Decreased Functional Brain Connectivity in Adolescents with Internet Addiction

Hong, Soon-Beom, Zalesky, Andrew, Cocchi, Luca, Fornito, Alex, Choi, Eun-Jung, Kim, Ho-Hyun, Suh, Jeong-Eun, Kim, Chang-Dai, Kim, Jae-Won and Yi, Soon-Hyung (2013) Decreased Functional Brain Connectivity in Adolescents with Internet Addiction. PLoS One, 8 2: . doi:10.1371/journal.pone.0057831

Author Hong, Soon-Beom
Zalesky, Andrew
Cocchi, Luca
Fornito, Alex
Choi, Eun-Jung
Kim, Ho-Hyun
Suh, Jeong-Eun
Kim, Chang-Dai
Kim, Jae-Won
Yi, Soon-Hyung
Title Decreased Functional Brain Connectivity in Adolescents with Internet Addiction
Journal name PLoS One   Check publisher's open access policy
ISSN 1932-6203
Publication date 2013-02
Sub-type Article (original research)
DOI 10.1371/journal.pone.0057831
Open Access Status DOI
Volume 8
Issue 2
Total pages 8
Place of publication San Francisco, CA United States
Publisher Public Library of Science
Collection year 2014
Language eng
Formatted abstract
Background: Internet addiction has become increasingly recognized as a mental disorder, though its neurobiological basis is unknown. This study used functional neuroimaging to investigate whole-brain functional connectivity in adolescents
diagnosed with internet addiction. Based on neurobiological changes seen in other addiction related disorders, it was predicted that connectivity disruptions in adolescents with internet addiction would be most prominent in cortico-striatal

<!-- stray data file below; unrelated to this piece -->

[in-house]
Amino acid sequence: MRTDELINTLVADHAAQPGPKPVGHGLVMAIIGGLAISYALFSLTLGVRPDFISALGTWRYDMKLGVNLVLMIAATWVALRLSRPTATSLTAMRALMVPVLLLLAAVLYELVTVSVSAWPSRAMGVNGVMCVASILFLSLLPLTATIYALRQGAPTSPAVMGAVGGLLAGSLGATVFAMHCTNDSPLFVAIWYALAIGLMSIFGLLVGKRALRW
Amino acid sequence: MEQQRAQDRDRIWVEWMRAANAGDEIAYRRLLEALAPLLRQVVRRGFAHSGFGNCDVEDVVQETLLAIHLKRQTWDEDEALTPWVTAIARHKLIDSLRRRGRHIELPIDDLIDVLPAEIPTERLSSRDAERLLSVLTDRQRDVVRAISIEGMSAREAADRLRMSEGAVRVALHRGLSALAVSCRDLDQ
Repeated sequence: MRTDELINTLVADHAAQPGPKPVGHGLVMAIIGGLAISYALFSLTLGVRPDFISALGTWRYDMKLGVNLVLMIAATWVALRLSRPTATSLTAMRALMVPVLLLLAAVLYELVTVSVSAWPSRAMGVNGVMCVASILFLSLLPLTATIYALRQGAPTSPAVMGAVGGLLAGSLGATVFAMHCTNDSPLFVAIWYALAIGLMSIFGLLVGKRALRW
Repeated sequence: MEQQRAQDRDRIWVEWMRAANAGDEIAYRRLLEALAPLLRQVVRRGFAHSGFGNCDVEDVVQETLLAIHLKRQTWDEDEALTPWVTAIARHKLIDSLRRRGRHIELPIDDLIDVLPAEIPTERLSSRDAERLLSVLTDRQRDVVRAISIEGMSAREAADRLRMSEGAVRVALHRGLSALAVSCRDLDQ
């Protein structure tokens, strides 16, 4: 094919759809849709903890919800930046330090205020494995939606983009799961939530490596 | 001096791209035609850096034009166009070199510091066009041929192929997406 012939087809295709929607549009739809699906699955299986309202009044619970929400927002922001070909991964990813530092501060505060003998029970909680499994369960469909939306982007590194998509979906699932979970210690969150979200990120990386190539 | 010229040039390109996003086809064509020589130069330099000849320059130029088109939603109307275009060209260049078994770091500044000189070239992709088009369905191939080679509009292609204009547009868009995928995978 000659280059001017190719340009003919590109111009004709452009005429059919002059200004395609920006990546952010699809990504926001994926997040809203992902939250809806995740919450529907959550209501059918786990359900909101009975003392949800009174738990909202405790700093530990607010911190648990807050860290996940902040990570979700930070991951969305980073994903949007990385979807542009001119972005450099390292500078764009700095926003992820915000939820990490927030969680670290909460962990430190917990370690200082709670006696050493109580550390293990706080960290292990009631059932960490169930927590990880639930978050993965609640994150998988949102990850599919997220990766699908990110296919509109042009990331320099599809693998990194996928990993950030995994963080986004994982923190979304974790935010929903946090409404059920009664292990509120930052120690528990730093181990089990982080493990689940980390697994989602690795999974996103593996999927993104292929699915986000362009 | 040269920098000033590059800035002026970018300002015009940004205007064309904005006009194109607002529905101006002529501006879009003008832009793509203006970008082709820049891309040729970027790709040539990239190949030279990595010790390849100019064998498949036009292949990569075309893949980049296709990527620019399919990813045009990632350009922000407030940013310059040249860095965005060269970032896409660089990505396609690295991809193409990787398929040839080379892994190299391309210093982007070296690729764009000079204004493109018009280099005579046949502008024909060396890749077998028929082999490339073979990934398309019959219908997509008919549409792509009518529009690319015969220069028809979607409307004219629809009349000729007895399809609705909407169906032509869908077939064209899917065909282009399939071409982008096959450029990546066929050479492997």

Methods: Participants were 12 adolescents diagnosed with internet addiction and 11 healthy comparison subjects. Restingstate functional magnetic resonance images were acquired, and group differences in brain functional connectivity were
analyzed using the network-based statistic. We also analyzed network topology, testing for between-group differences in key graph-based network measures.

Results: Adolescents with internet addiction showed reduced functional connectivity spanning a distributed network. The majority of impaired connections involved cortico-subcortical circuits (,24% with prefrontal and ,27% with parietal cortex). Bilateral putamen was the most extensively involved subcortical brain region. No between-group difference was observed in network topological measures, including the clustering coefficient, characteristic path length, or the smallworldness ratio.

Conclusions: Internet addiction is associated with a widespread and significant decrease of functional connectivity in
cortico-striatal circuits, in the absence of global changes in brain functional network topology.
Keyword Heroin Dependent Individuals
Spontaneous Fluctuations
Affective Disorders
Prefrontal Cortex
Basal Ganglia
Resting Brain
Q-Index Code C1
Q-Index Status Confirmed Code
Institutional Status UQ

Document type: Journal Article
Sub-type: Article (original research)
Collections: Queensland Brain Institute Publications
Official 2014 Collection
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Citation counts: TR Web of Science Citation Count  Cited 38 times in Thomson Reuters Web of Science Article | Citations
Scopus Citation Count Cited 41 times in Scopus Article | Citations
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